Names in the News

 NYRA officials seem very pleased with the numbers posted for the first four days of horse racing. Considering that the first two days were conducted in sweltering heat and the fourth was held in the rain, that the track was able to attract 350 more people each day on average than last year is a development in which they should rightfully take pride. Regardless, of what anyone thinks, Saratoga remains the “August Place to Be.” Habit dies hard at the Spa.  Well, you know that.


Before anyone starts turning cartwheels, however, there’s something to keep an eye on.  On the three dry days, fans left the racecourse in droves after five or six races.  There were more empty seats than occupied seats from Section H to the end of the grandstand when Georgie’s Angel won the Schuylerville, Overdriven won the Sanford and It’s Tricky won the CCA Oaks.  Should the top weekend stakes be moved up in the program and the second stakes on the program moved down, like they do in England?


Those who did brave the downpours on Monday viewed a variety of finishes.  The finishes that were close came in the first race when Joonbi went wire to wire to win by a nose, in the fourth when Golden Weekend won by a head from off the pace and in the featured eighth race, the Evan Shipman Stakes for New York-bred horses, in which Icabad Crane came from way back to nip Stormy’s Majesty at the wire. Despite spelling his name wrong, Earle I. Mack’s six-year-old gelding does a lot of things right.  He’s cashed $548,895 in purse money.


More Than Real faces Winter Memories in the Gr. 2 Lake George this afternoon. But the best horse race today will go off at 10:10 am and be seen only on TV screens. The late-charging Canford Cliffs defends his Gr. 1 Sussex Stakes title against the tactically-speedy Frankel at Glorious Goodwood.  Several years ago, NYRA began televising British horse racing on the Saratoga grounds to the delight of early arrivers and international horse racing aficionados.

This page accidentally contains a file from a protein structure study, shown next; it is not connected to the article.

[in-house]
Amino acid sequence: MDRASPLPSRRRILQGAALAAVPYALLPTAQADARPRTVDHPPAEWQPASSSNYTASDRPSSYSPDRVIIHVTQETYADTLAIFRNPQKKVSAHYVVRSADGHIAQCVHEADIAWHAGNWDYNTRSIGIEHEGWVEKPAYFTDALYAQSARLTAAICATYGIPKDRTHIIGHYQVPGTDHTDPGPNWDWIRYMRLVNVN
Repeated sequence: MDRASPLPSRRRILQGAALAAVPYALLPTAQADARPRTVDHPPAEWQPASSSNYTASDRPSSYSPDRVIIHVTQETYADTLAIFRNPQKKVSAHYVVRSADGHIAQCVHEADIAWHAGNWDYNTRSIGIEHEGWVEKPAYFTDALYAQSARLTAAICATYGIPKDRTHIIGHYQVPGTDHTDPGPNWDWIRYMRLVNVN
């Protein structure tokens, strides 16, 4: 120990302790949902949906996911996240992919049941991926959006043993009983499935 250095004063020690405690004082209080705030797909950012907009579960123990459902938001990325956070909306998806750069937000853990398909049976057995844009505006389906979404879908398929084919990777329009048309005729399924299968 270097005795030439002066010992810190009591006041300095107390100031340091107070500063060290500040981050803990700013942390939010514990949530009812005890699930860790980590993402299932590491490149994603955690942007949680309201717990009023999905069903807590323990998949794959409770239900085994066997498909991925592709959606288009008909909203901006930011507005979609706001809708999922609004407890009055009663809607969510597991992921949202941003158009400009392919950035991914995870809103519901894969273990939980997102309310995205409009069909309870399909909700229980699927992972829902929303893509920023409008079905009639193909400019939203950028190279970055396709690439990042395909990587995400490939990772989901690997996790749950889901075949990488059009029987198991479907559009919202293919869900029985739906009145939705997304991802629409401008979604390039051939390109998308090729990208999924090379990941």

Frankel, as you know, is the undefeated three-year-old colt named after the late Bobby Frankel – horseman extraordinaire.  That circumstance alone has made fans on this side of the puddle aware of him.  It’s the reason why Breeders’ Cup officials are salivating for him to come here in November to run in the Classic.


Meanwhile, concern is growing in the Empire State that Santa Anita, and not Belmont Park, which has been passed over repeatedly, will get the nod to host the 2012 Breeders’ Cup.  A decision is coming this week or next.


Last night, Pulitzer Prize winning author T.J. Stiles, who wrote The First Tycoon, drew a record crowd of almost 400 people at the Canfield casino for his History Museum dissertation on the life of Cornelius Vanderbilt. Heather Mabee, whose mother Marylou Whitney was married to Cornelius Vanderbilt Whitney, attended the event.

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Giddyup

The Saratoga meet is always one of the best so aside from a few minor tweaks it would probably be best to leave the winning formula as is. I think the BC committee is aware Belmont Park can host the championships as good as anybody but tend to favor Santa Anita because the weather there is generally more favorable in November. What a great story it would make if Frankel was successful at the BC this November.

27 Jul 2011 9:40 AM
AfleetAlexForever

Santa Anita is not an awful choice at this point due to going back to dirt.  They have no idea how to deal with or handle the surface as seen by 2 year olds running times faster than "The Bid" but we know that its likely weather wont be an issue out there.  I know i've already made plans just in case the BC goes back to SA.  

It would seem you may be onto something with the top graded stakes being run earlier in the day, they have no problem dealing with that scenerio in Europe, maybe we should consider doing the same thing.  

BTW did everyone get a chance to see Frankel demolish that Sussex field, that was really something special.

27 Jul 2011 11:31 AM
Fran Loszynski

If you have never been to Saratoga, make a point to go. Enrich your spirit with the first annals of horseracing. Take the train and arrive at the station where murals of racing imbedded in brick greet you. Take a cab through the hills and view the wood springs, and hold tight the rail at Saratoga track. If you never saw Seabiscuit and all of the old legends, you will. Their spirits are there. The wind in the trees at Saratoga will fill your ears with the sound of thunder down the racetrack to the finish line. If you've never been to Saratoga -simply "go" to find your heart in horseracing.

28 Jul 2011 8:26 AM

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